Carly pushed aside her tattered copy of The Ethos of Revan and looked across the old and battered desk she was sitting behind. There were numerous other books there, all open at various pages, along with dozens of sheets of parchment containing her notes on subjects ranging from treating disease to negotiation. Despite feeling almost out of control, Carly did her best to meditate and drew on Revan’s goodness to calm herself. She then opened her eyes, placed the books into a neat pile and arranged her notes by subject matter.
Carly sighed and decided she felt a little more comfortable. The academic side of the Test was not her major concern: she had always worked hard. It was the practical element, where she would have to demonstrate her use of Revan’s Grace, that Carly was terrified of. Priestesses of Revan often found themselves in hostile situations, as mediators or healers, and Revan’s grace allowed them to do things that ordinary folk could not.
Harnessing Revan’s Grace was not straightforward. It came through a connection between a member of the church and her God and was almost instinctive. Not all acolytes could draw on and use this power and young people who could not would never progress to the next level. Their role in the church was to serve Revan through manual labour until the day they met Him personally. It was because this connection was instinctive that caused Carly the most anxiety; she had only ever felt it once, over a year ago, when she interrupted a man who had broken into the temple library. He attempted to hit her over the head with a cudgel when she instinctively used Revan’s Grace to place a protective barrier between them. Unfortunately for Carly, the shield was not completely formed, and although it undoubtedly saved her life, it did not prevent the blow from rendering her unconscious.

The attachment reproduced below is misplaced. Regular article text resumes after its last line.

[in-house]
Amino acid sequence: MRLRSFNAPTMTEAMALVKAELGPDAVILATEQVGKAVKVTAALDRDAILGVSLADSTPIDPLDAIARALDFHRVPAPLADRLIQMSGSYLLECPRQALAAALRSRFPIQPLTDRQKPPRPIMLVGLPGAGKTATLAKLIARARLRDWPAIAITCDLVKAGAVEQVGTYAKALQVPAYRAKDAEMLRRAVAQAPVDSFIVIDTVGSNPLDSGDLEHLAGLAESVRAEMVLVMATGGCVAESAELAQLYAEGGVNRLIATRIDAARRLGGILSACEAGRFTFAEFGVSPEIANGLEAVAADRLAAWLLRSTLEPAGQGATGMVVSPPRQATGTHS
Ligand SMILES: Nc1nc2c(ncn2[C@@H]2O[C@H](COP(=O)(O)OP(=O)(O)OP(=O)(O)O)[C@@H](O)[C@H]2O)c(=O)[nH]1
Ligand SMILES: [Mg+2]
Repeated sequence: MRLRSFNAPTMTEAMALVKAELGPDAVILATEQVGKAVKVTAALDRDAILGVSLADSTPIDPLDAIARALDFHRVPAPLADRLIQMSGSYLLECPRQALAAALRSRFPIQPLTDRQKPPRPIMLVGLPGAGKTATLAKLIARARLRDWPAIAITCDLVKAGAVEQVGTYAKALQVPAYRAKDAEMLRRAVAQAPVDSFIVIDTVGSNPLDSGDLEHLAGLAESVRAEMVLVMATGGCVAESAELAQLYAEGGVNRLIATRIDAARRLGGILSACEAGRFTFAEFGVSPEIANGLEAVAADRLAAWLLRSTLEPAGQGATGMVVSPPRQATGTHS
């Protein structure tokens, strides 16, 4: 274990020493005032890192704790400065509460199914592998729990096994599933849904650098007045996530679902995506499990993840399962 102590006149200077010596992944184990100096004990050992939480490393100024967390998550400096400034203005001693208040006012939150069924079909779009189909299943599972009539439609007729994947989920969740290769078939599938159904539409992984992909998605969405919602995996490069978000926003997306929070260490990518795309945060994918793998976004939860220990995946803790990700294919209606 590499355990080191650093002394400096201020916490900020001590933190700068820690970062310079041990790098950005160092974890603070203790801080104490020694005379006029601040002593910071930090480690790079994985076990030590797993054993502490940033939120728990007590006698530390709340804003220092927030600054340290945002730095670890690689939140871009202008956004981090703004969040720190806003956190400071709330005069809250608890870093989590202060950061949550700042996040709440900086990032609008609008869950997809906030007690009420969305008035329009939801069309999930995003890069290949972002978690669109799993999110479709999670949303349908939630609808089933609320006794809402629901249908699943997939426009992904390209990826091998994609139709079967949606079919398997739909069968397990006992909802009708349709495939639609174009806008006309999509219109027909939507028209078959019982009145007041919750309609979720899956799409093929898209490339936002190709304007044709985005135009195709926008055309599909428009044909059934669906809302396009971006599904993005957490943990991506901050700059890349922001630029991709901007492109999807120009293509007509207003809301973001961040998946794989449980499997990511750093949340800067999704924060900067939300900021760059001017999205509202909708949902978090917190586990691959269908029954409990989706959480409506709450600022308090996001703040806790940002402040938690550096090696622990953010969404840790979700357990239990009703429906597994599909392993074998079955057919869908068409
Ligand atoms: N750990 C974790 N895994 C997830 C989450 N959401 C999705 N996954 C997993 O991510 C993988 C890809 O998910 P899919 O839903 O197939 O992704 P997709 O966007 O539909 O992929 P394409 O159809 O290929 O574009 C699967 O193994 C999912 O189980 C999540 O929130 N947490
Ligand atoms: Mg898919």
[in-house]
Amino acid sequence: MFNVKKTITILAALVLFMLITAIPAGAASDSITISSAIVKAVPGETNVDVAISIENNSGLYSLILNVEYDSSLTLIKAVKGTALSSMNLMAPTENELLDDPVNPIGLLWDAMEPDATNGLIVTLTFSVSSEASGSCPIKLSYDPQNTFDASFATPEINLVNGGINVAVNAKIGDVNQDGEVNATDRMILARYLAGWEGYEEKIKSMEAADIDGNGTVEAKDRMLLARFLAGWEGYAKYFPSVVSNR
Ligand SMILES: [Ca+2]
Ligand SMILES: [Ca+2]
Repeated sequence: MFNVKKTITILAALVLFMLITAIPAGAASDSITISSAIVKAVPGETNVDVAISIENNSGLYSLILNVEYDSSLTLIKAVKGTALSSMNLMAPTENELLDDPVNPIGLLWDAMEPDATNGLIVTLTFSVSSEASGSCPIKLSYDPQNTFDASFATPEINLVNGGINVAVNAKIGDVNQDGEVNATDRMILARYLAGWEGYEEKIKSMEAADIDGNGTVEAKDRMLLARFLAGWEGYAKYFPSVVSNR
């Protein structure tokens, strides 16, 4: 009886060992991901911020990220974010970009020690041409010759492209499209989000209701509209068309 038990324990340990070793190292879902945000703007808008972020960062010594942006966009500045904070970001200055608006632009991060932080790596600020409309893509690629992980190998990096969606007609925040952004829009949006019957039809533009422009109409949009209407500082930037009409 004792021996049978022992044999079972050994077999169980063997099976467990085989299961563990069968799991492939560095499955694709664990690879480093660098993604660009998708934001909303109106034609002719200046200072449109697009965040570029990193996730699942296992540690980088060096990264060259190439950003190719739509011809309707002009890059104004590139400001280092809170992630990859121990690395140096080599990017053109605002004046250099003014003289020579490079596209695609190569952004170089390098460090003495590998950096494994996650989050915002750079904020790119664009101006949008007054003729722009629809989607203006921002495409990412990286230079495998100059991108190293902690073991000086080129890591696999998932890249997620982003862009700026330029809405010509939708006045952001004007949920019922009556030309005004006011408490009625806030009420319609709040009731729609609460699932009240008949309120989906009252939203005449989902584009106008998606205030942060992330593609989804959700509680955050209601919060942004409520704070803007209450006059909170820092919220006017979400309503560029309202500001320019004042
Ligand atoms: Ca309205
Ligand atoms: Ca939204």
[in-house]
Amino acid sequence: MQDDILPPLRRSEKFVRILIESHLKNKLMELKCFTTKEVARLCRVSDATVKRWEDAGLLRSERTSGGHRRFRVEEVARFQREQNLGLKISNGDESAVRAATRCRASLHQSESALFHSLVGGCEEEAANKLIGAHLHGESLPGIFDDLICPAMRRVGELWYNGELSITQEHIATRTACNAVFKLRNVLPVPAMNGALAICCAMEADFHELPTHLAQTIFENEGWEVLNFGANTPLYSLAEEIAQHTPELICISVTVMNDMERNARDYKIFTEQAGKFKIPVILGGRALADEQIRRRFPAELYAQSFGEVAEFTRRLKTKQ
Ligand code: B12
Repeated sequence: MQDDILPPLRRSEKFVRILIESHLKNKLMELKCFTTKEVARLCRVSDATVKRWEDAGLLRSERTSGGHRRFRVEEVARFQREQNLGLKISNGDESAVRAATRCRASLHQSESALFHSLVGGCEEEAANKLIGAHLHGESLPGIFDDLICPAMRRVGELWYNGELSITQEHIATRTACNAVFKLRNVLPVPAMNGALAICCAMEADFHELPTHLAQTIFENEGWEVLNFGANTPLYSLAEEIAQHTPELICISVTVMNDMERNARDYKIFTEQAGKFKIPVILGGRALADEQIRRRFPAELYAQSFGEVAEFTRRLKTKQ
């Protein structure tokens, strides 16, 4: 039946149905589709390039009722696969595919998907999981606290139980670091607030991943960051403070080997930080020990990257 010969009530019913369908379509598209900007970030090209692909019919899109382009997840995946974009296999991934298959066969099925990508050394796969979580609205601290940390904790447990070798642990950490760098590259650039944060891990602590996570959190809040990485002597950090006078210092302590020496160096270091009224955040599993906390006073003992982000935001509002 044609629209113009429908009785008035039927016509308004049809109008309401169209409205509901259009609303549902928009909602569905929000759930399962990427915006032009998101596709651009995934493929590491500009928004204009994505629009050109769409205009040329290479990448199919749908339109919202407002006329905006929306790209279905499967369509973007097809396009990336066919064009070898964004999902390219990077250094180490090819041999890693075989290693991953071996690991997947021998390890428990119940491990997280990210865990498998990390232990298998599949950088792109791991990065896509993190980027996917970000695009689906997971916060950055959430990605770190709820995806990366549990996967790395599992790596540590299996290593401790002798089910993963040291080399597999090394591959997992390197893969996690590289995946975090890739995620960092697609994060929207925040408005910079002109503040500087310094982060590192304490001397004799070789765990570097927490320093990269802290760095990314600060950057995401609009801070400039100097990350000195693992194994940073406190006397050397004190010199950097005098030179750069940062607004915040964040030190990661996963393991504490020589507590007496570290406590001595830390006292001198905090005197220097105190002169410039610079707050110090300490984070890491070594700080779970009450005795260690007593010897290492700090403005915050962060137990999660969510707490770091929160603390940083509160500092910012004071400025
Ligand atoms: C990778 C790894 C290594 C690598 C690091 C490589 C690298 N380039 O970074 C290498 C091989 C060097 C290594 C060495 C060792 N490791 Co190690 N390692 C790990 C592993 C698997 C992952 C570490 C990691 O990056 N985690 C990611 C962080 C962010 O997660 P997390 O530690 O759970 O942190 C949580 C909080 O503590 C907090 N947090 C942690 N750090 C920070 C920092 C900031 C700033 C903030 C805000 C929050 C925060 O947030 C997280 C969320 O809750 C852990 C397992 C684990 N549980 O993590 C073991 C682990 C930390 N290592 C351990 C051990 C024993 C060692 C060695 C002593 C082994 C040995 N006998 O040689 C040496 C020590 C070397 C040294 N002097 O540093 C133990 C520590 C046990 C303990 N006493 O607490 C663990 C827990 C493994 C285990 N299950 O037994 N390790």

While it had been a distressing experience, at least Carly knew she could find a connection, but in some ways that event only made her situation more frustrating. What an acolyte had to face during the Test was a closely guarded secret; no Priestess or acolyte who had failed was permitted to discuss with an acolyte what happened during a Test, but rumour had it that it involved something written and something more sinister. All Carly knew was that the Test was not the same for each person, and if she couldn’t find a connection, she would fail.
Carly decided to take a short break and picked up her personal ledger. The acolyte thumbed through the pages and found the entry for that day, where she noticed a circle with three letters within it. “Lia! I knew I’d forgotten something!”